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Frank Mittelbach <[log in to unmask]>
Sun, 13 Jan 2008 19:41:00 +0100
text/plain (85 lines)
I'm having a bit of trouble to find a good way to specify internal or external
page setup control. In LaTeX2e this concept only exists in some rudimentary
form, i.e., it is possible to influence that page style as far as running
headings are concerned by placing a \pagestyle or \thispagestyle command in
the source but that's about all that is available.

Float placement is only controlled via individual float attributes (that is
all pages offer the same areas to put floats in) and other changes to the
page, e.g., one/two column, can only be made (if at all) by forcing a
controlled page break first. 

What I'm looking for for the new output routine is to be able to change, for
example, the area specifications for the current or the following pages. The
tricky part is: how should this be specified and when should it act? 

If it works like \thispagestyle, i.e., is intended to act on the "current"
page then this might result in the following problem: 

    * Some such directive would be picked up when gathering material and would
      change, say, which float areas are allowed on the current page. But then
      adding floats to these areas the point with the directive might get
      pushed out of the current page (since each float takes away space from
      the galley). As a result all the placements done may no longer be

A possible (but probably bad) way out would be the following algorithm:

   1. Do a dry run without floats to find out the maximum text material that
   can go on the page. 
   2. If this material contains such a page setup directive, change the page
   setup to the new one. 
   3. Start doing trial float placements (i.e., add one float after another)
   using the new page setup. 
   4. After each trial check if the point in the galley where the directive
   was found is still on the current page. If not declare that float placement

Thus this would end up with a page in the new page setup. However, it is most
likely not a good approach at all since, it effectively means that we do not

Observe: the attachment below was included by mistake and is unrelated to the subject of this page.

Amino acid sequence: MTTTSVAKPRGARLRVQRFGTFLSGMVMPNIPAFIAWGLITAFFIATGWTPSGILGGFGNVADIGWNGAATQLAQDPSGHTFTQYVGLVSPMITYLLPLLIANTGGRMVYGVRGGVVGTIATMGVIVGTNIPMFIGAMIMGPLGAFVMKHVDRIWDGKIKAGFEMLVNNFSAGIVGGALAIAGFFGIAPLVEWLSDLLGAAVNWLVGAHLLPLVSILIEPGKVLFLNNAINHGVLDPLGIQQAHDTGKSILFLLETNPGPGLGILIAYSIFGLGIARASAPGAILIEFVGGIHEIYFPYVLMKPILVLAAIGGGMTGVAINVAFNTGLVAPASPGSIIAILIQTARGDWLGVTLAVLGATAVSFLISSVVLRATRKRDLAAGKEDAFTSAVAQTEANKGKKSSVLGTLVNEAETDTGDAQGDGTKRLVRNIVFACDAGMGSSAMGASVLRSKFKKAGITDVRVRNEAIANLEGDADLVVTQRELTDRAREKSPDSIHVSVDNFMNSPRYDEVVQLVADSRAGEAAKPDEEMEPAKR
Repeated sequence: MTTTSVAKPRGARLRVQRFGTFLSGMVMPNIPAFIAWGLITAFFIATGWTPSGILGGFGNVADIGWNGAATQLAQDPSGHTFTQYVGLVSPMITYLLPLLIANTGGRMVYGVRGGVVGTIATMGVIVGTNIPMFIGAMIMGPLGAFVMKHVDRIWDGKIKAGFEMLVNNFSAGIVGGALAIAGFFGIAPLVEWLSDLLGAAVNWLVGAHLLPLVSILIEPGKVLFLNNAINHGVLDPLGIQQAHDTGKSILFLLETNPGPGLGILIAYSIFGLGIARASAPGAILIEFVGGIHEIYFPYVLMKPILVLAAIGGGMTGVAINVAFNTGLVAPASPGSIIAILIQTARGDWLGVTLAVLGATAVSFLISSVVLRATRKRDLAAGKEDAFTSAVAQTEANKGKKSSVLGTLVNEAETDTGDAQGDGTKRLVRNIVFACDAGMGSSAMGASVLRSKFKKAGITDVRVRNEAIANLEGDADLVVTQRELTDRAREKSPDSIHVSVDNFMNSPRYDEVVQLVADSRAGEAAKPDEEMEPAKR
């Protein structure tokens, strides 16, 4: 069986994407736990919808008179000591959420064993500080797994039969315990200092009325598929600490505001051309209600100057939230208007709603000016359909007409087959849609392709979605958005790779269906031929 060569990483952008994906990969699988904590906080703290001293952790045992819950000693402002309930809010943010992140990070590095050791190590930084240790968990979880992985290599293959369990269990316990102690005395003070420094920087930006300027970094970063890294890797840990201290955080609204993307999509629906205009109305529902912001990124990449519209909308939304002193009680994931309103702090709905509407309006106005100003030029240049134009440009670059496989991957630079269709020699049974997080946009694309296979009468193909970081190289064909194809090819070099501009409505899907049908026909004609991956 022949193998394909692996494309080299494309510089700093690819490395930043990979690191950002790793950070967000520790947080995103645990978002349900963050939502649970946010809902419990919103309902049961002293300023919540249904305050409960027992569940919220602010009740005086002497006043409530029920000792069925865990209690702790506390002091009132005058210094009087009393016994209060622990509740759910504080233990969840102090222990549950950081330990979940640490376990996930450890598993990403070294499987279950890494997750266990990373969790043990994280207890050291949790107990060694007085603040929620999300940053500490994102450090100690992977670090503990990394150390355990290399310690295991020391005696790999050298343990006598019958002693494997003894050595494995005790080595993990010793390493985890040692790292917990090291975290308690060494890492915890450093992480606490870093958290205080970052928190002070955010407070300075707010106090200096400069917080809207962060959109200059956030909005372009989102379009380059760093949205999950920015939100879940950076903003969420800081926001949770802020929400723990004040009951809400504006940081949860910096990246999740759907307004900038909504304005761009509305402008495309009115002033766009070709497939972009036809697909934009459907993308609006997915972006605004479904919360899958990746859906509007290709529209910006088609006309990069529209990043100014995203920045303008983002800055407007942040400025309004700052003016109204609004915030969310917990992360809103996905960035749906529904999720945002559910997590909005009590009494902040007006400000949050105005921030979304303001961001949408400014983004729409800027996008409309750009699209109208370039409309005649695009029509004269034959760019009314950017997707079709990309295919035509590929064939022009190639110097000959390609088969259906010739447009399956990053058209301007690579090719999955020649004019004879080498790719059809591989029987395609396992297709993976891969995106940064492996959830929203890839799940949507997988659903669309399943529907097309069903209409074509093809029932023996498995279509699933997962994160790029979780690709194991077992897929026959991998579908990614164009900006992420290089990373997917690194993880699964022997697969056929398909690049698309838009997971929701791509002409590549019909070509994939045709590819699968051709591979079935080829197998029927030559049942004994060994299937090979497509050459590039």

place floats just because we made a decision to use a new page setup. If we
would have kept the old page setup we might have been able to place many more
waiting floats (and this way pushing the page setup request to the next

There is another snag with the above algorithm: after having changed to a new
page setup the galley space in the new setup might have changed (if page setup
means more than just float areas, e.g., the vertical size of the columns might
differ or the number of columns on the page might differ). Thus that means
that after the second step the galley size might be smaller or larger thus the
directive might already got pushed out (which would be bad since it means we
have two instable states) or (nearly equally bad) we get more space in the
galley and as a result hit a later directive requiring a different page

So what would be the alternatives? Anybody any good suggestions? Here is one:

    * Use the directives to always specify what should happen on the next not
      on the current page. This way we could simply wait until we typeset the
      final page and pick up the directives in the text at that point thus
      knowing exactly what should happen with the next page. 

One problem that I see with this one is that one isn't used to it,
e.g. instead of \chapter{foo} =\thispagestyle{empty}= one would now have to
say something like \nextpagestyle{empty} =\chapter{foo}=. Not being used to
isn't in itself a problem (though it might be one for adoption by the
users). But this also means that such directives can't be easily issues from
within other commands, since in such a case the area of influence is the page
on which the current point will finally end up and not the page after
thereafter. Now with a command that itself starts a new page the command can
push out the directive, then starts the new page, but if the command doesn't
start a new page then directives can't be used. 

Now I don't know how much of a problem this is (if any) but it is something
that needs to be considered as it would be a restriction if this approach is

Any other suggestions how one could conceptually handle page control?


ps if you read down to here you will have noticed that this only dicusses
internal page setup control not external ones, but the message was already too
long and both parts need solving